FMF Racing Factory 4.1 RCT Titanium Anodized Full System
With the 2019 Yamaha YZ250F being almost all new this year, there were some engine changes that made a difference in how the little blue bike makes its power. Since the 2014 model introduction, it has been known for its incredible torque, but has been slightly looked down on for lack of top-end pulling power. For ‘19, the engineers at Yamaha took the “lack of top end” criticism to heart and made the YZ250F pull harder and longer than it ever has. But, you can’t make power everywhere. The newest version of the bike has given up a little bit of the bottom end torquey-ness it is known for. That's where the FMF Factory 4.1 Full System comes in.
FMF Factory 4.1 RCT Titanium Anodized Full System W/ Carbon End Cap Features:
- Available in Blue Anodized Titanium Muffler with Carbon End Cap
- New RTS (Rapid Tuning System)
- FMF uses the highest quality proprietary blend of alloy grade titanium made especially to our standards.
We didn’t have the pipe shipped out to us so I can’t talk about how it was packaged or how big or small the box was. That being said, in the past, FMF pipes always show up in a surprisingly small box with every part packaged individually to eliminate any metal-to-metal contact. Also, the system comes with a spark arrestor, though we tested without it installed.
Not that it is FMF’s fault at all, but bolting up a full system on a modern, reversed-cylinder YZ-F is a little tricky. Mainly, it’s just a pain in the behind to get to the header nuts since they are right in the center of the bike. But, the trick, at least that I found, was to change the order of operations and remove the left side upper engine mount. Instead of mounting the whole system up loosely, then going back and snugging up the bolts from the cylinder backward, you have to tighten the header nuts before putting on the muffler since it will be in the way of any wrench getting to the nuts. But that is universal for any YZ-F pipe, including stock. By removing the left upper engine mount, you are able to get to the header nuts with a 10mm wrench.
The couple things with the FMF pipe specifically are, rather than relatively loose fitting stock pipe junctions with cinch rings, the FMF junctions are much tighter fitting and don’t need the cinch rings. The plus side is that it saves weight, the downside is that it is a really good idea to throw some high temperature anti-seize lubricant (like copper grease) to both ease installation and make sure the pipes come apart if you plan on taking it off. Or if you don’t, you can skip this step. The other thing is that you have to pop out the rubber grommet and metal bushing from the stock muffler to mount up the FMF muffler. Not a big deal, it just adds a little time and finagling to the install.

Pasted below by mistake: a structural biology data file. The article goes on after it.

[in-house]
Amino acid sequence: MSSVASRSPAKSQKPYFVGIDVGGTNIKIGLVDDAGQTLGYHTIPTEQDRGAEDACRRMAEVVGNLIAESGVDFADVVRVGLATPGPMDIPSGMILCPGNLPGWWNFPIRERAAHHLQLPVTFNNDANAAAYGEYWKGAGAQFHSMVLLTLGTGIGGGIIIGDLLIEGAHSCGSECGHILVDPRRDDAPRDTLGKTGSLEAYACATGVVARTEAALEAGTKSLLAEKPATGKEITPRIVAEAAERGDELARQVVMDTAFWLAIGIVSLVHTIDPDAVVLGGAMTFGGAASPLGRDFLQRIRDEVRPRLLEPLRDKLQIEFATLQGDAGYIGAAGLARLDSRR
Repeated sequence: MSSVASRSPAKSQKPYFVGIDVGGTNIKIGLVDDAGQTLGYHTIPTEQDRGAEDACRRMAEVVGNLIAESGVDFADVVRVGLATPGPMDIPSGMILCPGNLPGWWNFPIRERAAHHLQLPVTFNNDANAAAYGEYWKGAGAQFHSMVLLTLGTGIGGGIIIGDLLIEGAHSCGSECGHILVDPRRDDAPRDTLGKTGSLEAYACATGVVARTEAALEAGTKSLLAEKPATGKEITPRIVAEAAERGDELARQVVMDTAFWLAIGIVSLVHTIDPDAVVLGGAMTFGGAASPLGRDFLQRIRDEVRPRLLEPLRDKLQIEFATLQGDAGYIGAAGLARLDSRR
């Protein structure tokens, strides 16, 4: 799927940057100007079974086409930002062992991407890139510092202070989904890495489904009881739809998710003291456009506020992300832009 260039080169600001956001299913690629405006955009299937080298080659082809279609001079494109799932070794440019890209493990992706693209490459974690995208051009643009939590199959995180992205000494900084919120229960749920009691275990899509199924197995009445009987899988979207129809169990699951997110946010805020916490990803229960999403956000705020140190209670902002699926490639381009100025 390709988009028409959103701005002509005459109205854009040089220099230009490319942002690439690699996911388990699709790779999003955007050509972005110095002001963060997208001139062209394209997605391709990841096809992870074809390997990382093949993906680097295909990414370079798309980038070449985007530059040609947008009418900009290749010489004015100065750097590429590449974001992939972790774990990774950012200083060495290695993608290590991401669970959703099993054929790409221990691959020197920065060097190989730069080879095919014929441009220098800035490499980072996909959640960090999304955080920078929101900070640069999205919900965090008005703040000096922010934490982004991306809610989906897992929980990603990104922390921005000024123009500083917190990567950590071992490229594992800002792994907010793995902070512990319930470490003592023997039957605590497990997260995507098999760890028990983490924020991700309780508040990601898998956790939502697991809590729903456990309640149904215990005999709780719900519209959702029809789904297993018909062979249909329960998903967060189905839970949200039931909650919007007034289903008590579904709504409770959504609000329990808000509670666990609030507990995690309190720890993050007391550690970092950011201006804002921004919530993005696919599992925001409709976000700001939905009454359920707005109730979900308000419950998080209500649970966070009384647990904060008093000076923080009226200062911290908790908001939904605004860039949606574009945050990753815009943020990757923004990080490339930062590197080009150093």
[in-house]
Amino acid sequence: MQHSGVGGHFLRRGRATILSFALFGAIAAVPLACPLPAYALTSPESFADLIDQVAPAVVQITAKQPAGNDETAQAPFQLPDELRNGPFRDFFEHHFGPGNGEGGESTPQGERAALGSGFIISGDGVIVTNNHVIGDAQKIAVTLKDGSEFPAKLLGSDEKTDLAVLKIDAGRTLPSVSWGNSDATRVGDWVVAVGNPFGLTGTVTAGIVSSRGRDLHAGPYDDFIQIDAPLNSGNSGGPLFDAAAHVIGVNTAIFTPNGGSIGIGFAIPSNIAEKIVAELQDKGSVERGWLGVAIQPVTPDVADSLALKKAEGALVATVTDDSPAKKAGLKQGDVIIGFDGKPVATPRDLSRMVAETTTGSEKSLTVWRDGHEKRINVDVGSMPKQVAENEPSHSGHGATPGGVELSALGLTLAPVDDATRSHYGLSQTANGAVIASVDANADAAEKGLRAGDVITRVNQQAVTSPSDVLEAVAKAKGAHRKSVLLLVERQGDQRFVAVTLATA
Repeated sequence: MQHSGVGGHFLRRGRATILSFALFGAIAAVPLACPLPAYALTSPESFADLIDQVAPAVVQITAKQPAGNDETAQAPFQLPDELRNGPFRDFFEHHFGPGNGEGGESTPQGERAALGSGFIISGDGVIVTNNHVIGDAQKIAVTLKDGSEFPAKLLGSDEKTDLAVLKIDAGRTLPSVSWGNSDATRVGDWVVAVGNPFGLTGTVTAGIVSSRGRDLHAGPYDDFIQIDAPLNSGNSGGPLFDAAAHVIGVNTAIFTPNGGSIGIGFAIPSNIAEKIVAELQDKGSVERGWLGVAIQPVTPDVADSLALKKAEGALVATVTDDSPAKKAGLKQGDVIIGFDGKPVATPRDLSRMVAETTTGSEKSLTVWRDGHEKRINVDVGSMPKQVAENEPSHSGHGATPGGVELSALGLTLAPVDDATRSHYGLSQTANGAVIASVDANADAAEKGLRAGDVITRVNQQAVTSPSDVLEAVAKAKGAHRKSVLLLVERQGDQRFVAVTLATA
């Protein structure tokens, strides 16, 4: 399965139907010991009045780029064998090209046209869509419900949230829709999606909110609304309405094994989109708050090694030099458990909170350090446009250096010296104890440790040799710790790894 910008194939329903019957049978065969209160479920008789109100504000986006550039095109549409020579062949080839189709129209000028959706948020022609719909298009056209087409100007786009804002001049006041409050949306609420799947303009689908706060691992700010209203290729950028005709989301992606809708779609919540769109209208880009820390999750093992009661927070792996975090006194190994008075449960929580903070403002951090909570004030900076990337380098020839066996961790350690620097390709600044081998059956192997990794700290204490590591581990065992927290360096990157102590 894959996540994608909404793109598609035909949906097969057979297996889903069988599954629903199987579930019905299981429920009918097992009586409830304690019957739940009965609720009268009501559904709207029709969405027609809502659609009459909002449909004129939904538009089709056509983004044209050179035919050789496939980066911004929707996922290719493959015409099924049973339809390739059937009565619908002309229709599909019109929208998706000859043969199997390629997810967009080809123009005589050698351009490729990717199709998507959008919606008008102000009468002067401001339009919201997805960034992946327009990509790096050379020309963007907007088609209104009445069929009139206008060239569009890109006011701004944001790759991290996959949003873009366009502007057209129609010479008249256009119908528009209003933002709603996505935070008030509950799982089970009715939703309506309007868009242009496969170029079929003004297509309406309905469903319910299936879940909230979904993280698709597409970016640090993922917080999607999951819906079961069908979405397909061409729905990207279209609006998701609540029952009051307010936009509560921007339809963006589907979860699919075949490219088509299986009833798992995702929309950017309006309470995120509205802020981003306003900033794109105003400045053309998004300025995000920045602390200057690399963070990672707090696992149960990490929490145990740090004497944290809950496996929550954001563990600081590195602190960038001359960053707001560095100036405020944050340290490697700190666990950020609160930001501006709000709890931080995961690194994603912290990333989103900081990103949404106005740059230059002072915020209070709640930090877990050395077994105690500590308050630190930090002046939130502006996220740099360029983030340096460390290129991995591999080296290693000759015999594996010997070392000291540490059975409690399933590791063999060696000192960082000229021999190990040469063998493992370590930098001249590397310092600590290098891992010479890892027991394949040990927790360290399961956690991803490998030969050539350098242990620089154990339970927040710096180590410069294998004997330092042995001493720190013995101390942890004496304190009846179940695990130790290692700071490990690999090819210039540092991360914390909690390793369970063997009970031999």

Lastly, both systems were weighed off the bike on our office mail scale (not calibrated to NASA standards) but we can get a good idea of the difference. The stock YZ250F header and midpipe combo came in at 2.38 pounds (1,079 grams) and the muffler at 6.13 pounds (2,780 grams) for a total system weight of 8.51 pounds (3,859 grams). The FMF 4.1 header and midpipe is 1.23 pounds (560 grams) and the muffler is 4.96 pounds (2248 grams) for a total of 6.19 pounds - a total weight savings of 2.32 pounds, roughly.
On the track
With the bike in the stock standard map, I rode a few laps to see what the pipe can do. The first thing that I noticed is that the throttle response was about the same but the bike seemed to rev a little slower with the the FMF pipe. This can be good and bad depending on your riding style. Some testers felt that the stock YZ250F revved too quickly and they were shifting sooner than they would like. With that slightly slower revving engine, I did feel that there was more meat to the power down low and that we could leave it in a lower gear longer.
For jumps right out of tight inside corner, the extra grunt on the bottom was a welcomed improvement and didn’t require a stab of the clutch. The pipe didn’t effect mid-range and top-end as much as the bottom, but it did add just a small amount of extra grunt across the board. There is an audible change to the bike that switches from the stock sound that is slightly raspy, to a deeper, richer tone.
After riding it in the stock map, we used the Power Tuner app to load the Hard Hitting (Loamy) map to try and get back a little excitement and free revving feel. And it worked. The FMF Factory 4.1 pipe and the new map work awesome together. The Hard Hitting map brought back the quick revving, snappy power throughout the rpm, and the pipe seemed to increase the torque feeling.
We’ve had this pipe on for the majority of the 10 hours of alloted riding time we give each bike before the 250 shootout. Everything looks and sounds as good as new other than what looks to be some ink that has burned on right after the midpipe before the can, but that section is covered by the plastics anyway. A benefit of Yamaha’s reverse cylinder design is that the header is up high and very protected from impacts and front tire roost so there are no dings or scratches to speak of.
To be honest, I’ve been thinking that the Power Tuner app would make pipes a thing of the past, at least for YZ-Fs. In decades past, a full exhaust system on a dirt bike could really make a huge difference. But, with each passing year, stock exhaust pipes become better and better. Therefore, the gains from an aftermarket system has been shrinking - almost to the point that aftermarket pipes just move the power around, without making much more of it. But testing this FMF Factory 4.1 on the YZ250F has shown me that isn’t the case. A pipe and tunable ECU compliment each other rather than making each other obsolete.